Contacting the molecular world through graphene nanoribbons
A single molecule can behave as the smallest electronic component of an electronic system. Researchers in the field of molecular electronics have endeavoured in recent years to develop new approaches to using molecules as electronic logic components.
A recent step forward has been published in Science Advances, as a result of a new collaboration between physicists from CIC nanoGUNE, Donostia International Physics Center (DIPC) and institutional collaborators. The study resulted in a breakthrough that has allowed reading a single-molecule magnetic device for the first time.
"The idea is fascinating—to store information into a single molecule and read it," says Nacho Pascual, Ikerbasque Professor and leader of the Nanoimaging Group at nanoGUNE. "We have known for long time how to make the molecules, but we could never wire them into a circuit until now," he says. To achieve this goal, scientists used graphene stripes as electrical wires; in addition, they designed a method to ontact the molecule at predefined places.
"We found that the contact to the molecule crucially affects how the molecular device behaves," says Jingcheng Li, first author of the article. "This discovery has made us direct the contacting step with atomic-precision technologies."
To create the molecule, the researchers used a chemical method based on guided chemical reactions over a metallic surface. "The creation of the molecular device is simple," says CiQUS team leader Diego Peña: "we designed and synthesized the building blocks with 'glue-like' chemical terminations at the points where contacts are to be created; from then on, nature does the rest of the job for us."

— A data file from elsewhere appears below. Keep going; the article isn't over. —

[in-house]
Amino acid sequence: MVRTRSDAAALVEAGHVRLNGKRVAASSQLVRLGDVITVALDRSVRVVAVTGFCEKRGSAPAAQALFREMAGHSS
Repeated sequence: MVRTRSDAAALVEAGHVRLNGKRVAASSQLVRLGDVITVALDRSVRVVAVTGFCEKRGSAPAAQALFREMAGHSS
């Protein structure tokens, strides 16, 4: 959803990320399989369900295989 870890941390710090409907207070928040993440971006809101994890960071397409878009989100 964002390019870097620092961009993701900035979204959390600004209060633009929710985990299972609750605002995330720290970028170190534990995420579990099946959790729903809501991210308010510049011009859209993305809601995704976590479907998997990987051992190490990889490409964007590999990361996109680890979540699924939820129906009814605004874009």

To illustrate the process, the team uses a visual metaphor: "We can see it as a molecular LEGO," they said.
Dr. Pascual says, "We are learning how to use nature's laws for assembling molecules into more complex nanostructures."
The authors demonstrated the working function of the molecular device using scanning tunneling microscopy (STM), confirming under which conditions the magnetic information stored in the molecule could survive to the contact, opening a new way to develop novel materials for efficient electronics.